One of the most important issues that I face as a Michigan criminal and DUI lawyer is a person’s prior record. It is absolutely critical to how things work out in just about every case. Curiously, it is a subject that has largely been overlooked on lawyer’s websites, mine included. In this article, I want to take a look at how a person’s prior record can affect the outcome of his or her case, and how this applies across the board, from serious things like 3rd offense (felony) DUI all the way to a simple traffic ticket, and everything in-between, including 1st and 2nd offense drunk driving cases, as well. This is not a pretty topic, because the simple truth is that it’s not good for a lawyer’s business to be writing things that can make a case seem tougher as opposed to all the things that can make it better, but your record is a necessary topic to discuss, and any lawyer worth a nickel is going to have to address it at some point with his or her client. I think it’s about time to drag it out into the light and give it a good once-over.
In some cases, the importance of a prior criminal record (or lack thereof) is obvious; for example, in DUI cases, because a person with a prior conviction within 7 years will be charged with a “2nd offense.” In DUI cases, there is no getting around a case being a 2nd offense or 3rd offense, whereas a person arrested for something like possession of marijuana may be charged and ultimately treated like a 1st time offender, even if he or she has a prior record for the very same thing. Worse yet, there seems to be little or no logic as to why, beyond just being “lucky,” in a manner of speaking. In other situations, a person may have a prior record for a completely unrelated offense, or even multiple offenses; those convictions may be recent, old, or a even a combination thereof. It goes without saying that having NO record at all is better than having any kind of record, but given that a prior scrape or two with the law isn’t that uncommon, lots of very good people have some missteps in their past. That said, I’m sure the reader understands that the fewer of those on record, the better. This should make sense without the need for any kind of further explanation.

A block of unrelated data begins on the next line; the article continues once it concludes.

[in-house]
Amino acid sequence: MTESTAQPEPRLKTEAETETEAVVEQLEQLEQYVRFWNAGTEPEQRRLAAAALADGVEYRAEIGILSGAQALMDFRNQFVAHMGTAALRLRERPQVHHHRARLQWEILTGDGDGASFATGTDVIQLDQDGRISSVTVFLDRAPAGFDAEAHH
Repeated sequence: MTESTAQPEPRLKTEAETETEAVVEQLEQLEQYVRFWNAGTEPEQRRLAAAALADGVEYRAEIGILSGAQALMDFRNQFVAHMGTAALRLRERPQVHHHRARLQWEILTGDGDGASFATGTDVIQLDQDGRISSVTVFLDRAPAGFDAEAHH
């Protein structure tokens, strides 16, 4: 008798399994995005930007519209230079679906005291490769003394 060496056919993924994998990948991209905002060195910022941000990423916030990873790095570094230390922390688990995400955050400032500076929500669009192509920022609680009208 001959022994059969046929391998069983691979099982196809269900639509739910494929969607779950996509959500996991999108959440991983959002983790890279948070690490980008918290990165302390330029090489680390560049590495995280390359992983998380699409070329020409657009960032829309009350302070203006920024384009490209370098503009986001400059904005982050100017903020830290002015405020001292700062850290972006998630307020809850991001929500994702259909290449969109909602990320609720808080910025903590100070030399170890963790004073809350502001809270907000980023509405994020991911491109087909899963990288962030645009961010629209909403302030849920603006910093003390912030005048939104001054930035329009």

This can get weird, however, because in the real world, a prior record can be a big deal in some cases, and not matter much, or even at all, in others. I have, for example, represented someone with a rather bad record charged with his or her 1st DUI and have been able to easily reduce the drunk driving charge because the person doesn’t have any prior drinking and driving convictions. By contrast, there are some really tough jurisdictions (thankfully most of which are NOT in the Detroit-area) where a single, unrelated and old conviction can be a stumbling block to a plea bargain in a new and completely unrelated case. With these somewhat extreme and opposite situations serving as bookends, let’s turn now to how things most often play out in the real world.